Saturday, August 14, 2010

prayer and potential

April through August. Never before have I let so much time pass without putting my thoughts into writing. So much life has come and gone over the last 4 months. In the midst of it, I let myself get spread a little too thin. To return to this place of expression, to journaling, to letter-writing...these are some of my biggest desires in the months ahead. Ah, but back to the placing of thoughts on paper...

So I have been thinking a lot about potential this summer. In June, my small group chose to read through the book of 2 Peter (followed by 1 know, like you do). I've always loved this epistle, penned by the bumbling and yet dauntless disciple to whom I have often related most. This time through his words, however, brought forth a depth of challenge I had never seen before, even in the most familiar of verses (the one quoted beneath hung on the wall of my bedroom all throughout high school).

"His divine power has given us everything we need for life and godliness through our knowledge of him who called us by his own glory and goodness. Through these he has given us his very great and precious promises, so that through them you may participate in the divine nature and escape the corruption in the world caused by evil desires."

Everything we need. It seems that God did not give us life and godliness directly, though that is what we often ask of him: "Father, I am a mess. Please make me godly." What he gave us instead was everything we need to turn around and choose to let him actualize that burning ball of potential in our Spirits. And so while we plead with him to make us godly, the seed of godliness and everything needed to make it burst forth into life are already within us. As I thought about it, it called to mind a passage from Ephesians:

I pray also that the eyes of your heart may be enlightened in order that you may know the hope to which he has called you, the riches of his glorious inheritance in the saints, 19and his incomparably great power for us who believe. That power is like the working of his mighty strength...

There it is again. Paul isn't praying that the Ephesian believers would have power. He is praying that though would realize that they already do. He is praying that these children of God, who are bursting at the seams with the very power of resurrection, would let it loose and live lives of resurrection. We have everything we need.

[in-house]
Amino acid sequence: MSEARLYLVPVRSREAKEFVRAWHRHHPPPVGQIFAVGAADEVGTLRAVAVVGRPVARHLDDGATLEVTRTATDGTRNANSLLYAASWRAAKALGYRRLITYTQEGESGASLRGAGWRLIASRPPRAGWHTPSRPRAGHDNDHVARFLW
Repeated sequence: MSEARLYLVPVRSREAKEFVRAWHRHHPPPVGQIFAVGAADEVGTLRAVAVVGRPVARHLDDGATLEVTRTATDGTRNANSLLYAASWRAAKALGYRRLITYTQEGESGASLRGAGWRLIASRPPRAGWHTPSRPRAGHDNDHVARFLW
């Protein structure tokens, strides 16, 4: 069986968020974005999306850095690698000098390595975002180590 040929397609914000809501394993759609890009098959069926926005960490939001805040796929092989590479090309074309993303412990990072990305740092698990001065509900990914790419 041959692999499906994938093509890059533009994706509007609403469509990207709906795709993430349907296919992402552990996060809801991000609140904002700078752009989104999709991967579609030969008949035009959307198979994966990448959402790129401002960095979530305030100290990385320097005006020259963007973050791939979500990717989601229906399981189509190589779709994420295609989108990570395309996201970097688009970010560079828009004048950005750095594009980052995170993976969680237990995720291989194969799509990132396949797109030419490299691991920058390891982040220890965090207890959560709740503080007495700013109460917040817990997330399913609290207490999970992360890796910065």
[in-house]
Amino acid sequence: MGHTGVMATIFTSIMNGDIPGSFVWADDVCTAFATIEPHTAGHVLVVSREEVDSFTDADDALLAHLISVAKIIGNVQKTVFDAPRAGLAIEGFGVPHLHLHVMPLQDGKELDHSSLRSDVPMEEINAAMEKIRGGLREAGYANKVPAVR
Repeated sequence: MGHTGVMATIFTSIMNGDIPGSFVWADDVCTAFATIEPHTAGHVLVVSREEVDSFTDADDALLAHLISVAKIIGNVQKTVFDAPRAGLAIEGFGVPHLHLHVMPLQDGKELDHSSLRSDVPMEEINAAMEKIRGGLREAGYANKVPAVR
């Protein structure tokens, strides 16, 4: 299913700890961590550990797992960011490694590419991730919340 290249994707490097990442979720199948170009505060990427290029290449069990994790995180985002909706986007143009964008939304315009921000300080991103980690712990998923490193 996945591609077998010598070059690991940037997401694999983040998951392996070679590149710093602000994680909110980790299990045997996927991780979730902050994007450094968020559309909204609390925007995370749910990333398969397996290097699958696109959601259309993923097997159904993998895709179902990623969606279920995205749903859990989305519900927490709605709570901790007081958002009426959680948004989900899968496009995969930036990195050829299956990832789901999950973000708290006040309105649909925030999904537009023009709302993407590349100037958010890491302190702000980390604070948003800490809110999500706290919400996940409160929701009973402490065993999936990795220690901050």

Later in 2 Peter, we encountered the notion again. In chapter 3, Peter states the reason for His writing as follows: Dear friends, this is now my second letter to you. I have written both of them as reminders to stimulate you to wholesome thinking. Ok, sounds reasonable enough. He wants them to start thinking wholesome thoughts. Good deal. But then we read it in the NKJV, and the truth of chapter 1 stepped into the light again: Dear friends, this is already the second letter I have written you, in which I am trying to stir up your pure mind by way of reminder.

To be honest, I chuckled at this thought, and actually joked out loud, "I don't think there's a pure mind to stir up in me." Immediately I sensed the Spirit check me on that statement, sensed it with a clarity that I don't often encounter in my life of discipleship. Everything we need. There is a pure mind in me, burning with potential and waiting for me to set aside my old way of thinking and let it come to life. The clarity of that moment was so keen that I had to stop and say to my friends, "What I just said about not having a pure isn't true."

This all may sound basic, but it has begun to change the way I pray. I suppose that my prayers have always been much like the one I mentioned above. "God, I want to be really alive, to be godly. Father, give me a pure mind." Those are discouraging prayers, in some ways. They come from a heart that just hopes God can come through and make me something other than what I seem to be most of the time. Instead, God calls me to a prayer whose nuance is subtle yet profound: "Father, help me to actualize the pure mind that you've place in me. God, help me to choose to live out the potential for godliness that is just waiting to burst out of my life." There is hope in that prayer. It emerges from a belief that I am already have the thing that I hunger for. It is a prayer of faith in a God of resurrection: I already have everything I need. I just need to courage and wisdom to let that burning ball of potential loose in my life.